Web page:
Wow, the more things humans change the more they stay the same. The Anaheim Interbike band is back together again and hoping to hit SpinalTap Volume 11 to get everyone on board.
On The Horrible Unintended Consequences Of Moving America’s Bike Show From Sin City To Mousketeerland.
It’s cool that Trek has hired a new women’s brand manager. Kudos. And the timing couldn’t be better.
After this weekend? I’ve now read two different articles about Lance and U.S. Postal drug charges. (Wall Street Journal, Aug. 20: "Cyclists Armstrong, Hincapie Broaden Legal Team"; Wall Street Journal, Sept. 4, U.S. Mulls Joining Cycling Lawsuit.")
The all-too-prevalent idea is that 2.0 bike shops somehow don’t count. Well, enough of that stuff. Let’s look at some actual facts.
Read with interest about the new Giro Cycling Shoe line and it sounds interesting. Not that anyone should enter the shoe market thinking it's not going to be a hyper competitive smackdown of ultimate fighting proportions. Giro knows from past experience. If anyone can pull it off it might be Giro. Greg Shapleigh is smart, understands high quality product development and their current distribution and brand strength speaks for itself.
It doesn't happen very often...getting weepy while reading the Wall Street Journal today...
Sept 1 article in the personal journal titled "look ma, no pedals"....all about ditching the training wheels with balance bikes for the toddlers...it's wonderful on several pedal-less fronts...
Last week was Secreto Numero Uno, which was to write press releases that magazines want to publish. And we gave suggestions for how to do that (or, if you recognize you can’t, at least the suggestion to hire someone who does).
I was in downtown Chicago yesterday for three business meetings.
Plus…where else can you go to a big city that smells like concrete and donuts?
This is an unusual post, inasmuch as I’m only writing it because so many editors (you know who you are) have asked me to.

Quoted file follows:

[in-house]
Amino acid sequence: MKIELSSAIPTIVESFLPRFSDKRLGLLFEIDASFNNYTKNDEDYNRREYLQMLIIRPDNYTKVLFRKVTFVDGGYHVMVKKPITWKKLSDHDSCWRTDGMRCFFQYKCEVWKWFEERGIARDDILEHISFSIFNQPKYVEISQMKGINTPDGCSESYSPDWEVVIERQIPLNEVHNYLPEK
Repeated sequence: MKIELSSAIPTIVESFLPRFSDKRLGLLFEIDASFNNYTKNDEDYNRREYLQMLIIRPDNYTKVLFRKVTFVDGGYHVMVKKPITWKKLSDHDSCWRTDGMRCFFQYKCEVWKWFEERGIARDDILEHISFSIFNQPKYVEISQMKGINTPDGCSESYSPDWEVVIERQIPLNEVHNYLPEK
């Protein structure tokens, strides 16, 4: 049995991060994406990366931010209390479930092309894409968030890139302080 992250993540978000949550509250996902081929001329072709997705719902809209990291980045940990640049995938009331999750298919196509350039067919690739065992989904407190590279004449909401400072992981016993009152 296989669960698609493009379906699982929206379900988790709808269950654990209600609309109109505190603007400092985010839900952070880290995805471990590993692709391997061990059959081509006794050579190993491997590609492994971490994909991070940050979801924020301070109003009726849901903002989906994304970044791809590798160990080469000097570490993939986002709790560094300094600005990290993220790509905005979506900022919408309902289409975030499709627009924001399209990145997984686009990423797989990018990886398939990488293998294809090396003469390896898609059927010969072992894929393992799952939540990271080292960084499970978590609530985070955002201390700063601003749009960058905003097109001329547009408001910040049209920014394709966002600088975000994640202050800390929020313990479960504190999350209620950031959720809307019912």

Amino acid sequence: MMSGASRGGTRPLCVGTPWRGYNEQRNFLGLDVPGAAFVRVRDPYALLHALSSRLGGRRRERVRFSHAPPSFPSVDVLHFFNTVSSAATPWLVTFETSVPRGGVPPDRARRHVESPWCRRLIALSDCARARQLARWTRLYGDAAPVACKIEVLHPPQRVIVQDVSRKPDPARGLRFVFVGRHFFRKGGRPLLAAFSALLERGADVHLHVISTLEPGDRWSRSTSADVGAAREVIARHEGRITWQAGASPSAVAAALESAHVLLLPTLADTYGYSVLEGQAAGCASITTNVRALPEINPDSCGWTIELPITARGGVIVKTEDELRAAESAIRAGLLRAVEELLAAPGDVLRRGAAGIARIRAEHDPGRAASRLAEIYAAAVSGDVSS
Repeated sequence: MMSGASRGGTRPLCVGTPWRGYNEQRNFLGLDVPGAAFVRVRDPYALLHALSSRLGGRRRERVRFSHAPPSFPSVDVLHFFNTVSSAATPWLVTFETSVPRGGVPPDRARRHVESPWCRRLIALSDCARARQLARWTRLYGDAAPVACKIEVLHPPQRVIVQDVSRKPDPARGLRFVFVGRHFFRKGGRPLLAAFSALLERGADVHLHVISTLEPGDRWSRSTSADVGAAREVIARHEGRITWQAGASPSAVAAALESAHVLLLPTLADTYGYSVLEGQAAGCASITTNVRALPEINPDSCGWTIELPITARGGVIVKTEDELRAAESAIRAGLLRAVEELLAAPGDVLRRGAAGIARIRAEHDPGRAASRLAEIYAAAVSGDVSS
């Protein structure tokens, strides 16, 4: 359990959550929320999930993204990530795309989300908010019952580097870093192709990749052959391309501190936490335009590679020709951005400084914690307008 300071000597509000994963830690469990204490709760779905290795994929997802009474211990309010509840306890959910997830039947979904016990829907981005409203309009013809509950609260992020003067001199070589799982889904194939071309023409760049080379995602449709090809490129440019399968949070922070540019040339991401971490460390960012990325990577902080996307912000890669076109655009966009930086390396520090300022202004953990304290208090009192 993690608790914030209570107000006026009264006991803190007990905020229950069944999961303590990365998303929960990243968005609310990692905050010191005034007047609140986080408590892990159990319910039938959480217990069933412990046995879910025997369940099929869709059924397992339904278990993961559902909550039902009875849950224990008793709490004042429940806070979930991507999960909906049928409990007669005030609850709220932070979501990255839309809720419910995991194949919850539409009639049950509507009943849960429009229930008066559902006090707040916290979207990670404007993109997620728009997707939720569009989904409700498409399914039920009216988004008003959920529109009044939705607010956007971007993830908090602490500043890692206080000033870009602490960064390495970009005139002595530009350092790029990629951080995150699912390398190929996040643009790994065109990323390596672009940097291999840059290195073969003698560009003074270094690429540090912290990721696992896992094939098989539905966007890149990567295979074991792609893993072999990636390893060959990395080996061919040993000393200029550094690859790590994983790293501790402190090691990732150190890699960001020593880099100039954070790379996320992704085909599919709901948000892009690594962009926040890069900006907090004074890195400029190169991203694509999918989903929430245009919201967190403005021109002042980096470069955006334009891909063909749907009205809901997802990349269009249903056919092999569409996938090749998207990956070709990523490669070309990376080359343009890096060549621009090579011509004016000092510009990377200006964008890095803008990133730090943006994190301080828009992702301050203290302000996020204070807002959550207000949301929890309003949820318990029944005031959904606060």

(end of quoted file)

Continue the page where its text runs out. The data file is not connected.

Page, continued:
Last week we took on Size, Retailer-Friendliness, Anti-Advocacy, Anti-Preseason, and A Business Model as five things Bike 2.0 isn’t.
After more than a year of blogs about Bike 2.0 and what it might look like in various contexts, perhaps it’s time to look at what it ain’t.
The preseason Dating Game is an outdated answer to a question that hasn’t been relevant in 15 years. So what’s the Right Question? Glad you asked.
Why do so many suppliers and retailers keep putting their money into The Dating Game year after year? Rick has some alternate ideas.
It's almost August, which can only mean one thing.
One CEO of a top-ten bike brand tells me that as a very rough estimate, he thinks financing in all its various elements ends up representing as much as 10% of his wholesale pricing. 10% of the approximately half of all BPSA bikes pre-seasoned last year means cyclists (consumers) ended up paying almost $125 million (at retail) to support wholesale finance costs in 2009.
The old Bike 1.0 business model as practiced by Trek, Giant, and Specialized relies on a shrinking market where a relatively few “smart” retailers prosper at the expense of a majority of “dumb” ones.
Behind The BPSA’s Redacted 2008-’09 Numbers: Boondoggle, Hornswoggle, or Clerical Soap-Droppery?
The final day of BRAIN's D.C. Dealer Tour took us through a grittier part of the city as we cycled outside the Beltway on our way to Arrow Bicycles in Hyattsville, Maryland, a cool neighborhood Giant shop. On the way we rode on the new Met Branch trail, a recently opened Rails to Trails project in Northeast D.C. that the Washington Area Bicyclist Association has been working on securing funding and easements for since the early 1990s.